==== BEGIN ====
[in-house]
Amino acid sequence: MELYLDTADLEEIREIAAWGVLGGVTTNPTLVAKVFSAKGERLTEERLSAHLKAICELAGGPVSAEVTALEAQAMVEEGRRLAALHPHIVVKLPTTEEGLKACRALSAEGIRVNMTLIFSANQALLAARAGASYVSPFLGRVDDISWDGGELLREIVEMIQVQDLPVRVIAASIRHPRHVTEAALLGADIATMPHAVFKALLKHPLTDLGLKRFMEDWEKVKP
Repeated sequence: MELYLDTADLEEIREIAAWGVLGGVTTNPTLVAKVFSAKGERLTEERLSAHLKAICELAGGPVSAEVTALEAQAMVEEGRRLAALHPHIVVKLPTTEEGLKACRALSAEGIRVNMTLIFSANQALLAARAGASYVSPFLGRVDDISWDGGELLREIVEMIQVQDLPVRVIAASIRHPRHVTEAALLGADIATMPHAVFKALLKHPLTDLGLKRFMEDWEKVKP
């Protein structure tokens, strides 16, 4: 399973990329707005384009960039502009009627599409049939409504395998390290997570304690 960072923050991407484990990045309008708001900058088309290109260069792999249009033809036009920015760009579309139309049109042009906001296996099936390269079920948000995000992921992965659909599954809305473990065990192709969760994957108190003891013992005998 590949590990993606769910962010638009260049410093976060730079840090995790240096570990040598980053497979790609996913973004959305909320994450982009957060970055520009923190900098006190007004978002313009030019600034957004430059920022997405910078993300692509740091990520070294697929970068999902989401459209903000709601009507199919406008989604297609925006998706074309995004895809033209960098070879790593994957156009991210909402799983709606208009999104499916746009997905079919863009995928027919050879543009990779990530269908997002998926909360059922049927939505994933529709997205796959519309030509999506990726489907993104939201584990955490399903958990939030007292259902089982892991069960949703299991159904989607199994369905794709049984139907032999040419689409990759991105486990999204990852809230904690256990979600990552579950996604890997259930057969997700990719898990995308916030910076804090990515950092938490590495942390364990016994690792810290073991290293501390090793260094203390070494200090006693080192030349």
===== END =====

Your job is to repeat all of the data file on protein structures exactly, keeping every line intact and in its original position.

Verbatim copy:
[in-house]
Amino acid sequence: MELYLDTADLEEIREIAAWGVLGGVTTNPTLVAKVFSAKGERLTEERLSAHLKAICELAGGPVSAEVTALEAQAMVEEGRRLAALHPHIVVKLPTTEEGLKACRALSAEGIRVNMTLIFSANQALLAARAGASYVSPFLGRVDDISWDGGELLREIVEMIQVQDLPVRVIAASIRHPRHVTEAALLGADIATMPHAVFKALLKHPLTDLGLKRFMEDWEKVKP
Repeated sequence: MELYLDTADLEEIREIAAWGVLGGVTTNPTLVAKVFSAKGERLTEERLSAHLKAICELAGGPVSAEVTALEAQAMVEEGRRLAALHPHIVVKLPTTEEGLKACRALSAEGIRVNMTLIFSANQALLAARAGASYVSPFLGRVDDISWDGGELLREIVEMIQVQDLPVRVIAASIRHPRHVTEAALLGADIATMPHAVFKALLKHPLTDLGLKRFMEDWEKVKP
């Protein structure tokens, strides 16, 4: 399973990329707005384009960039502009009627599409049939409504395998390290997570304690 960072923050991407484990990045309008708001900058088309290109260069792999249009033809036009920015760009579309139309049109042009906001296996099936390269079920948000995000992921992965659909599954809305473990065990192709969760994957108190003891013992005998 590949590990993606769910962010638009260049410093976060730079840090995790240096570990040598980053497979790609996913973004959305909320994450982009957060970055520009923190900098006190007004978002313009030019600034957004430059920022997405910078993300692509740091990520070294697929970068999902989401459209903000709601009507199919406008989604297609925006998706074309995004895809033209960098070879790593994957156009991210909402799983709606208009999104499916746009997905079919863009995928027919050879543009990779990530269908997002998926909360059922049927939505994933529709997205796959519309030509999506990726489907993104939201584990955490399903958990939030007292259902089982892991069960949703299991159904989607199994369905794709049984139907032999040419689409990759991105486990999204990852809230904690256990979600990552579950996604890997259930057969997700990719898990995308916030910076804090990515950092938490590495942390364990016994690792810290073991290293501390090793260094203390070494200090006693080192030349």